They first discussed my sexual history, asked what I wanted to be tested for, whether I thought I had any symptoms. Then I had an external examination. According to this clinic, an internal examination was unnecessary for me, and they apparently don't begin smeas typically until about 26 (according to them, before this, there are often a lot of changes because a woman isn't fully developed, and so treatment used to be prescribed which ended up making things worse). I wasn't 100% about what they said, but they're the experts.

After my external examination (the woman told me all was 'very healthy'), I then had blood and urine tests, which were pretty painless.

I also asked the woman who examined me about the HPV vaccine, and she said that whilst they cannot endorse it officially because they cannot provide it there, she would fully recommend I book an appointment with my GP to see if I can get it off the NHS in some way, and/ or private. Although I'm sexually active, because of my sexual history, she said it's highly likely that it would still benefit me, and unlikely that I already have HPV.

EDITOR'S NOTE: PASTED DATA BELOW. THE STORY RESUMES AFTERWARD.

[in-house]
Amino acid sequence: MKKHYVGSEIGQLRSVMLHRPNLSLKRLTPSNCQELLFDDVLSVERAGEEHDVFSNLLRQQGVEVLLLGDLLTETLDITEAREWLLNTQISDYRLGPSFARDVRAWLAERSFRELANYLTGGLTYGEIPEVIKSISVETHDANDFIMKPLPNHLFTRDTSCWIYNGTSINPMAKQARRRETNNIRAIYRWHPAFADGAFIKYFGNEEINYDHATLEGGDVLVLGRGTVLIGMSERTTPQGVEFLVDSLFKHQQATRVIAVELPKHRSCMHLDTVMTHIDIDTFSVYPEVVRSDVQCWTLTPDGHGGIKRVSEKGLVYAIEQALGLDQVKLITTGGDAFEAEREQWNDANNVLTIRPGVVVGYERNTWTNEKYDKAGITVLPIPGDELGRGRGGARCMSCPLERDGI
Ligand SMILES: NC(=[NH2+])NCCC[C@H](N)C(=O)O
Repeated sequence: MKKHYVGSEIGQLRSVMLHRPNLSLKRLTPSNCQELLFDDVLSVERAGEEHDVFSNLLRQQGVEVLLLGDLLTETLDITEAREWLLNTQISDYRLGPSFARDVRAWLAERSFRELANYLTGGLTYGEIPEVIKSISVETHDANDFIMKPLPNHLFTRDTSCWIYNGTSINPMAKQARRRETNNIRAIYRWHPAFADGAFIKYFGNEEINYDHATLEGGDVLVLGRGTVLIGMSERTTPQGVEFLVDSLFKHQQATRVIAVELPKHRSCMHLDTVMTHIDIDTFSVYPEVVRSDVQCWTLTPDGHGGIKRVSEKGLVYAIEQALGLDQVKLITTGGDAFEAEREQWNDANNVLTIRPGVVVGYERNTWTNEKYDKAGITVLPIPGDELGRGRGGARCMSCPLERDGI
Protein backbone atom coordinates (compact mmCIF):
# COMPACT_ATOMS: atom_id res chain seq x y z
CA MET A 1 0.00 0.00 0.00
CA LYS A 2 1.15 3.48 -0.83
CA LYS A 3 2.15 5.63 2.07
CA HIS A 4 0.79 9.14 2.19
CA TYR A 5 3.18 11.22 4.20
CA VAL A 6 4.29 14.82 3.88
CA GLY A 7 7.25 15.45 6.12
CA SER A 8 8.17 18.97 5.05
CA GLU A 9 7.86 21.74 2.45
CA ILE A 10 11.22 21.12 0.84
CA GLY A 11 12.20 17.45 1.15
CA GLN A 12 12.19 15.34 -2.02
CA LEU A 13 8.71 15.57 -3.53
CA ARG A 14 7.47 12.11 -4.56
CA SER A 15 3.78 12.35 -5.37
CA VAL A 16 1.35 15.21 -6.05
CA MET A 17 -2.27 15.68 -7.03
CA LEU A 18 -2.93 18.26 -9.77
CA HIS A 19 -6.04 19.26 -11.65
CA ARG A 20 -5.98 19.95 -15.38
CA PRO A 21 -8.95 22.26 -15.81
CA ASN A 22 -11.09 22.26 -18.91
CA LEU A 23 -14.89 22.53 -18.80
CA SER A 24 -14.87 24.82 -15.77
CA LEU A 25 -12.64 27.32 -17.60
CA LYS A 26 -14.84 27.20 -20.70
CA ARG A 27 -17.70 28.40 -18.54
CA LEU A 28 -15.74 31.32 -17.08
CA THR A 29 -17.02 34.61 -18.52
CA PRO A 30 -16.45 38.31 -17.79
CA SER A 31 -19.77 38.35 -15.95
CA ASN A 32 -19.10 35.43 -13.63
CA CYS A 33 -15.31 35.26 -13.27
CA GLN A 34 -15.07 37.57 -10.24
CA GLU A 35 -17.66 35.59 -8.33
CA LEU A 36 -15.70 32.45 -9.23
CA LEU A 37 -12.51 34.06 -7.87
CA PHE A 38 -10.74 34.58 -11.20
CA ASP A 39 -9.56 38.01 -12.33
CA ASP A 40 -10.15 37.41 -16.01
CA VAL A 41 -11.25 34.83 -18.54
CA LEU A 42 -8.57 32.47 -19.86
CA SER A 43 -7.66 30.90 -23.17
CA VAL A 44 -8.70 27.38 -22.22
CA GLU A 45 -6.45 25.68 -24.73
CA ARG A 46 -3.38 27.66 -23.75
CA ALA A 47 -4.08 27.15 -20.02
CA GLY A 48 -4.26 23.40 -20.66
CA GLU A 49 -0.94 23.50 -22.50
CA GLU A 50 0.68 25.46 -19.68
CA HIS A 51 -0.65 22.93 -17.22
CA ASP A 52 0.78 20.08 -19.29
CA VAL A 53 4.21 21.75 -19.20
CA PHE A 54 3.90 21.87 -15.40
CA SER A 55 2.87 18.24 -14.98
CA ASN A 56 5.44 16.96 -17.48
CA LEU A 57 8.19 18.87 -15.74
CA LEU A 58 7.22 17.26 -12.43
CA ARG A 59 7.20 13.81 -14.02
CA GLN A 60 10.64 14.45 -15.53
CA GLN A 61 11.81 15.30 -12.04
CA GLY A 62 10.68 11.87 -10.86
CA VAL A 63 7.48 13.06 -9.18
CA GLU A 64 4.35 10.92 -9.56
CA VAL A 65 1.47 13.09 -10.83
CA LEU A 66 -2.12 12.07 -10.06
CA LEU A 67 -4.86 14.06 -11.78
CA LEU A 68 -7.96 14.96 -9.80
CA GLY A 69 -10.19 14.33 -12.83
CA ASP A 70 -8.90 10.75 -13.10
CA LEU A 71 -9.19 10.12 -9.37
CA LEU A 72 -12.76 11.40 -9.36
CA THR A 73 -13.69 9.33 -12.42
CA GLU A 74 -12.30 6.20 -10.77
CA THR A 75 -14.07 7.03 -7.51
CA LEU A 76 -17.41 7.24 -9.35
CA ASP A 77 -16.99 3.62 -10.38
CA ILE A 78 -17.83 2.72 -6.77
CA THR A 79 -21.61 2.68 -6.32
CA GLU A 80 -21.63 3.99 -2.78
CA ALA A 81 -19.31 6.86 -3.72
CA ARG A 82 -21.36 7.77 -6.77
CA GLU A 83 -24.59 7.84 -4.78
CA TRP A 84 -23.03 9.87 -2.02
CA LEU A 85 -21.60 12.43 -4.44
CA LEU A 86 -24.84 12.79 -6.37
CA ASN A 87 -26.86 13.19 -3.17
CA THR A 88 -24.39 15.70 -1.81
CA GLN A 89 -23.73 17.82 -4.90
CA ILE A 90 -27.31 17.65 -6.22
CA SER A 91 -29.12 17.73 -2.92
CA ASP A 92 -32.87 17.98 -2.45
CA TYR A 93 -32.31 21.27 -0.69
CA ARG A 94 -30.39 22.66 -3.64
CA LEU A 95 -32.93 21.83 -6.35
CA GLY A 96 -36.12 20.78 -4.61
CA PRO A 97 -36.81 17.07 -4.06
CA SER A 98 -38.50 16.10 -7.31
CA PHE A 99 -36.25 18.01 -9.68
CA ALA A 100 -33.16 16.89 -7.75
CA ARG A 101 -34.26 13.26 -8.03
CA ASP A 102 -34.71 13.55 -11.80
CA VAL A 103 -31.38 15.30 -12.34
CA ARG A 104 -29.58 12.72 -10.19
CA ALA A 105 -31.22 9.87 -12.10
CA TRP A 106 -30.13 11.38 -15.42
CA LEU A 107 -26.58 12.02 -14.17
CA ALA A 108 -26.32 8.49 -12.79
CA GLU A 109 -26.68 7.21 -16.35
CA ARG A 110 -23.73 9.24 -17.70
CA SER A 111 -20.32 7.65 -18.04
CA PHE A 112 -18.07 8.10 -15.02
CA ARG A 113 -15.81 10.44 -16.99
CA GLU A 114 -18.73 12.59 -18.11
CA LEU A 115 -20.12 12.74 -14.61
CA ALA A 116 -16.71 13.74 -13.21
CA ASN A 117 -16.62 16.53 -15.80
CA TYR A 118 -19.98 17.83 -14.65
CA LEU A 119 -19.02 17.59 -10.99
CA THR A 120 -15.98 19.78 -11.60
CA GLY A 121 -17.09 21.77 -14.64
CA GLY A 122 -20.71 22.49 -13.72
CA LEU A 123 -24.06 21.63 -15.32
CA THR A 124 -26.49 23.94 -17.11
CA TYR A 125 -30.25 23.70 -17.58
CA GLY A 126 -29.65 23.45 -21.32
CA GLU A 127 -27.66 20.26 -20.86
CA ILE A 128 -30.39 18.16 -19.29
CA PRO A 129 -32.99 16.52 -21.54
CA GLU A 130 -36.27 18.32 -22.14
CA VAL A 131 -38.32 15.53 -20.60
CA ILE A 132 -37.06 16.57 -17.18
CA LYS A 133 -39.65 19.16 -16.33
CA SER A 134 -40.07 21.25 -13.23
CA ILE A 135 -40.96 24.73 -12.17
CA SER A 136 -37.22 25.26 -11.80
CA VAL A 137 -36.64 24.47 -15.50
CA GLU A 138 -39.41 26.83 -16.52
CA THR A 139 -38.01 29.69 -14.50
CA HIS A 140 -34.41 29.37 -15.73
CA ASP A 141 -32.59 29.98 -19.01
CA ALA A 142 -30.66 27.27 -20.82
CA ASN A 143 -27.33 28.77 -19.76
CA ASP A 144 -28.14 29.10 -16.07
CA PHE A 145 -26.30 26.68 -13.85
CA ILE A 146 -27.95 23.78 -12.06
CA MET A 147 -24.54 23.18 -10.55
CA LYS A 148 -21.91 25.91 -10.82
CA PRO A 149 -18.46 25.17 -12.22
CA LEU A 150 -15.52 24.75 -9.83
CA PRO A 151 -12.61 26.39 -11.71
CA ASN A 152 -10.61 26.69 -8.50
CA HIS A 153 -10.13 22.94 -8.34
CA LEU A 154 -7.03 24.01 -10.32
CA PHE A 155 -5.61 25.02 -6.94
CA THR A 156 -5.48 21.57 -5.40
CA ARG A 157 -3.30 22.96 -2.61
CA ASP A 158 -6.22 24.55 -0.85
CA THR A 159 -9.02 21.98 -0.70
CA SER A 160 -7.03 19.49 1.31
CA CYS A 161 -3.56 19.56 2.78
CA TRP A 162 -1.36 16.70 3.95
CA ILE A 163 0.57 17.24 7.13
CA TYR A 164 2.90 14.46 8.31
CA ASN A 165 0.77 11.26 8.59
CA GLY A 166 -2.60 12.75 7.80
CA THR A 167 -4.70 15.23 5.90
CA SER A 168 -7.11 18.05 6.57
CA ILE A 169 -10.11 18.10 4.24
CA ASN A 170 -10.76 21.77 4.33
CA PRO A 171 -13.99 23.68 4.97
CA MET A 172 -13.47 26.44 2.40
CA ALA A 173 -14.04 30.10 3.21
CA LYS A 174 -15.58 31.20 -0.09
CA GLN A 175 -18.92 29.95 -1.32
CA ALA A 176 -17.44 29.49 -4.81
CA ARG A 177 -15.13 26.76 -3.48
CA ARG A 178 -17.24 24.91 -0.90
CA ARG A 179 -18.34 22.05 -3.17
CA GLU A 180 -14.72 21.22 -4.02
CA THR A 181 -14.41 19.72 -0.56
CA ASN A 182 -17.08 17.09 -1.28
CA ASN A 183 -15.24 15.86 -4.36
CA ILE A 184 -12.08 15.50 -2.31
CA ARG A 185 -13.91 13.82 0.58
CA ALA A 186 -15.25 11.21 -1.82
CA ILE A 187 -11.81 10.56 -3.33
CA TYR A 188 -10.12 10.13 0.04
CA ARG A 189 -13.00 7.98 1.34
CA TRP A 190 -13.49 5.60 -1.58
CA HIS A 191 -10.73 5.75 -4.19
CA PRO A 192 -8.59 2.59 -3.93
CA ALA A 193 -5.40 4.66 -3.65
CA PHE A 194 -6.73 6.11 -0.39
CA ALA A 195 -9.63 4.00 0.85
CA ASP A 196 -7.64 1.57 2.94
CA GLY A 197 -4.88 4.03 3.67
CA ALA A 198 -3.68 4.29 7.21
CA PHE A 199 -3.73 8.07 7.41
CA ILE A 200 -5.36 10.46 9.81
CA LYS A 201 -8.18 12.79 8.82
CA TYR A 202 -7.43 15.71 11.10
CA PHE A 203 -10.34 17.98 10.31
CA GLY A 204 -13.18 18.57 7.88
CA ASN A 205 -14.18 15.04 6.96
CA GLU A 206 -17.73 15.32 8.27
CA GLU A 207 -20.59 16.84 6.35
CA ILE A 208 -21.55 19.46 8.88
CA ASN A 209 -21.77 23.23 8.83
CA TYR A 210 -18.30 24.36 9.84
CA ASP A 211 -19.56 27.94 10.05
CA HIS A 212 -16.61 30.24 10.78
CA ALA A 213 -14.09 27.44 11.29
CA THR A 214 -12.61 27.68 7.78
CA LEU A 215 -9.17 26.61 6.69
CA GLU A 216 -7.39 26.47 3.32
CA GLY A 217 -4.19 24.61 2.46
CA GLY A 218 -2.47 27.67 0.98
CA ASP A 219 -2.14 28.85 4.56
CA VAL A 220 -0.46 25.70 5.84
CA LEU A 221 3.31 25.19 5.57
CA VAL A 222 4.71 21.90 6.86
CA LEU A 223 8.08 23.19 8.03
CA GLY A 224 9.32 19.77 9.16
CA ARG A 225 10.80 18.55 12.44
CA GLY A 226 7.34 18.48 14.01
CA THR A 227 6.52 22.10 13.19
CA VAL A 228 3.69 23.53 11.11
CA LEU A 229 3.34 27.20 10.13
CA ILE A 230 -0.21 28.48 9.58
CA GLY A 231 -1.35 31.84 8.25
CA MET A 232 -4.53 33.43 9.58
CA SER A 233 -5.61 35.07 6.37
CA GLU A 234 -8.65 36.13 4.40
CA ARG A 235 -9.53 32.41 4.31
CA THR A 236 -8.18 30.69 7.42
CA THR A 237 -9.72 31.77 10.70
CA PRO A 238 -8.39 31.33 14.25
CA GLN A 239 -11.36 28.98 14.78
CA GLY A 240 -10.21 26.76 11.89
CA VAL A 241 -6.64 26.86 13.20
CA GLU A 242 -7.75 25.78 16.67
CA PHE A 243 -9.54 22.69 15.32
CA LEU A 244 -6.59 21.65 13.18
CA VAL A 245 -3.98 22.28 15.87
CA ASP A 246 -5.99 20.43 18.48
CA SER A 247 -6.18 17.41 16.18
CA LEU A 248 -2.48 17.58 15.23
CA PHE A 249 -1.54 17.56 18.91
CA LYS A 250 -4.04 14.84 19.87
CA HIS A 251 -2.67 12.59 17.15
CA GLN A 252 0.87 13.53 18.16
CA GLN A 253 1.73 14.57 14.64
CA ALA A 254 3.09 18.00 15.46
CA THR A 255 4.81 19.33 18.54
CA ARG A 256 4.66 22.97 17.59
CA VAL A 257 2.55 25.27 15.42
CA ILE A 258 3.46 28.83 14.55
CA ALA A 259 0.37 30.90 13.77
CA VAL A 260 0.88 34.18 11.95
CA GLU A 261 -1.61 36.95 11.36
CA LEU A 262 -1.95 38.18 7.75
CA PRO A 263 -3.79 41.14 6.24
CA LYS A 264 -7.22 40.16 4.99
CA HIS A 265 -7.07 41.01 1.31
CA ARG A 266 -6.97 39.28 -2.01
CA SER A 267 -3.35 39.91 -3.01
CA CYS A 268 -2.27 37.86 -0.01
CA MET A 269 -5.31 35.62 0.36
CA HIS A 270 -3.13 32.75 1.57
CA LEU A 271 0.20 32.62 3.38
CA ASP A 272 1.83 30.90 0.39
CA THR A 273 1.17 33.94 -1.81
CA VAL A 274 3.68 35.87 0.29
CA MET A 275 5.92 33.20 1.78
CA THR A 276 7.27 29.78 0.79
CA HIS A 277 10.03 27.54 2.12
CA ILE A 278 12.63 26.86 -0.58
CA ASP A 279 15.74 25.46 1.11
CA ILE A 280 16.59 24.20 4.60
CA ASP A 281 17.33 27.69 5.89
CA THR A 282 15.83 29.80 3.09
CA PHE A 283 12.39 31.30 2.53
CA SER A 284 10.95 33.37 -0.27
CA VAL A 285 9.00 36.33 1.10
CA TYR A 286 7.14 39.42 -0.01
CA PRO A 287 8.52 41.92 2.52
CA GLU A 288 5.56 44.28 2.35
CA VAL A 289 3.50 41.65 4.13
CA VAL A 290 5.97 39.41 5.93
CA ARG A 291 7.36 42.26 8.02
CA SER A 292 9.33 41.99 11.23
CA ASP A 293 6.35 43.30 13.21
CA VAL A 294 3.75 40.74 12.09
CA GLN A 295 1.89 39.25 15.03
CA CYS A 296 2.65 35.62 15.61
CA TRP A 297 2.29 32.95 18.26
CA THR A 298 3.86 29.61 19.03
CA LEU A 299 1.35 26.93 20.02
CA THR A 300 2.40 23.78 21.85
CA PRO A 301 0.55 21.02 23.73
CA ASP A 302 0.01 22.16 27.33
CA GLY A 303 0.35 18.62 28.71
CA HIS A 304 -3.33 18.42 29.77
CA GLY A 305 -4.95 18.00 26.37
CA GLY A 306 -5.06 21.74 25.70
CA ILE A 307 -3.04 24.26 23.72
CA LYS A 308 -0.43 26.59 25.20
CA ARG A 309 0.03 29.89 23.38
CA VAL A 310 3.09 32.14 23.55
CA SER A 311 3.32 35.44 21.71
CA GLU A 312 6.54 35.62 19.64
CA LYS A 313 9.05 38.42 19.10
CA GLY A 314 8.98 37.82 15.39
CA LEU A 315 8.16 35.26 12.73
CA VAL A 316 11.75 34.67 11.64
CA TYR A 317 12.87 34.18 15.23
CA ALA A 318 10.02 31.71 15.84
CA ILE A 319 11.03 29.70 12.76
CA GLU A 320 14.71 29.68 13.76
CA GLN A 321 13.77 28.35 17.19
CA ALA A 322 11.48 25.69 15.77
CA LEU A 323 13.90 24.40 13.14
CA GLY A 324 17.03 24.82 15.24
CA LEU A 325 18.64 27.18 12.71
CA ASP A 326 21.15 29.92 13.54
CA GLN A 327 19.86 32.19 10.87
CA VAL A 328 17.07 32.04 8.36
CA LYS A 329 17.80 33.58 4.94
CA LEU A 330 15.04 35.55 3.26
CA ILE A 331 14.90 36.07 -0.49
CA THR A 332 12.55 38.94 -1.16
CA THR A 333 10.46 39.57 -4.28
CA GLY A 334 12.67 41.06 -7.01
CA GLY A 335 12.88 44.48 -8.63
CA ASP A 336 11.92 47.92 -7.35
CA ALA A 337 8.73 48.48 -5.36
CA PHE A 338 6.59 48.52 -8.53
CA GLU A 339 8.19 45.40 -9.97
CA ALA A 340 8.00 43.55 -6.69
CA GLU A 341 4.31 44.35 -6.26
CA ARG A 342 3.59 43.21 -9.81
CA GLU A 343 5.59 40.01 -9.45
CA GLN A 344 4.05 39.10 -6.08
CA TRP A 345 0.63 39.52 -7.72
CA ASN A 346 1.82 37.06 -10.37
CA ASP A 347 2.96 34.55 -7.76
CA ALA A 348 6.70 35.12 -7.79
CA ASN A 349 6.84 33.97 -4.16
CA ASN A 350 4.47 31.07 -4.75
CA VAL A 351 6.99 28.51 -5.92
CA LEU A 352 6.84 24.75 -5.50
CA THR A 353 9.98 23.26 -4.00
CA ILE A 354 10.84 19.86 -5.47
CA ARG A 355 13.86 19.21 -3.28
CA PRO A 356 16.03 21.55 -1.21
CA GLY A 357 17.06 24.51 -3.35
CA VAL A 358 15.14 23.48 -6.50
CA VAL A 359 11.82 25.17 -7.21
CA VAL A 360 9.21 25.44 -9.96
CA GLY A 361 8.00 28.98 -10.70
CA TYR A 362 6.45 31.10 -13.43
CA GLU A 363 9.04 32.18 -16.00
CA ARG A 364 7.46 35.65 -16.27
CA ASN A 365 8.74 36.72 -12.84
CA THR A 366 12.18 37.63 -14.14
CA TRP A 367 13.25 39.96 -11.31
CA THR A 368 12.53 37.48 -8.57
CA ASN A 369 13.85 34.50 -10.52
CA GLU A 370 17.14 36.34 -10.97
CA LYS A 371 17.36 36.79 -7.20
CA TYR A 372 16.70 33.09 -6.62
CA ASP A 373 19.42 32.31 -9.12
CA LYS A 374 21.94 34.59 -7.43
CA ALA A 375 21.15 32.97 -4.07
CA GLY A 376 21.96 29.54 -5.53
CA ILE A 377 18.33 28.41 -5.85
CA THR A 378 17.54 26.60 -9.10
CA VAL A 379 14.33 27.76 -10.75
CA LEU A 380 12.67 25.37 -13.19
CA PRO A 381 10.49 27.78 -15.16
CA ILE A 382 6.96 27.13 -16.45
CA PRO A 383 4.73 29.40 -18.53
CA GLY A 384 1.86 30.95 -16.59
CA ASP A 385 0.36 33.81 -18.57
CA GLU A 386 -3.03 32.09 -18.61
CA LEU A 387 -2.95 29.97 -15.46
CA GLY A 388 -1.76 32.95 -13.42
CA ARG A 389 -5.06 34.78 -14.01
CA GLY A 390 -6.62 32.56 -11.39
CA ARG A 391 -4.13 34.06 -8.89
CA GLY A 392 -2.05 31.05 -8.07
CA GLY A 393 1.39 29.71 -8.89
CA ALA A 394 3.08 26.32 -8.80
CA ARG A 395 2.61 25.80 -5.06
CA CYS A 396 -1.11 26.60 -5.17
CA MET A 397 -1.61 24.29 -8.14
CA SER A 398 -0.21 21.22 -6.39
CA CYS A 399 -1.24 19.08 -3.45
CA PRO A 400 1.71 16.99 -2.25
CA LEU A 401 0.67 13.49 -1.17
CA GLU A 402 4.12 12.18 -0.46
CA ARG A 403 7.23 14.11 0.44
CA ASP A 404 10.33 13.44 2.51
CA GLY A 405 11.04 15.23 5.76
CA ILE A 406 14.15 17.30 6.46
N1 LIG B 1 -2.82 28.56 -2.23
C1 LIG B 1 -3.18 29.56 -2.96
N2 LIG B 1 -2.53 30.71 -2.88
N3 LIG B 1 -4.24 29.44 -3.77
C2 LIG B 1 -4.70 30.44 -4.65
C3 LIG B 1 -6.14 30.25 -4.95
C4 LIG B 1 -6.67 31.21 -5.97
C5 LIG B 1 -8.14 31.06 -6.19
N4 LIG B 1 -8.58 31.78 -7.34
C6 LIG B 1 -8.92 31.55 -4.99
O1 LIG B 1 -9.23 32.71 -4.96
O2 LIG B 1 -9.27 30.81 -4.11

The experience overall was extremely positive; a reclaiming my sexuality and being in charge of my sexual health. I also got lots of free condoms and lubricant, which can't really be complained about! [Wink] In some ways though, I think they could have been more equipped to discuss the HPV vaccine (this is not something the clinic is required to do), and maybe more comprehensive... but they seemed to think my risks were pretty low. Also, they mentioned that as I'd had penetrative sex recently, then I would likely not yet have the symptoms of any STIs, although given that he was a virgin, it is highly unlikely...

What I liked most of all was how I was treated with care and mutual respect the whole time, the manner professional yet friendly/ approachable, and that sex was talked about openly and truthfully. [Smile]

I'm really glad I went to the clinic, and it's something I would recommend to everyone - if only to be reassured that all is ok!

Posts: 79 | From: England | Registered: Dec 2007  |  IP: Logged | Report this post to a Moderator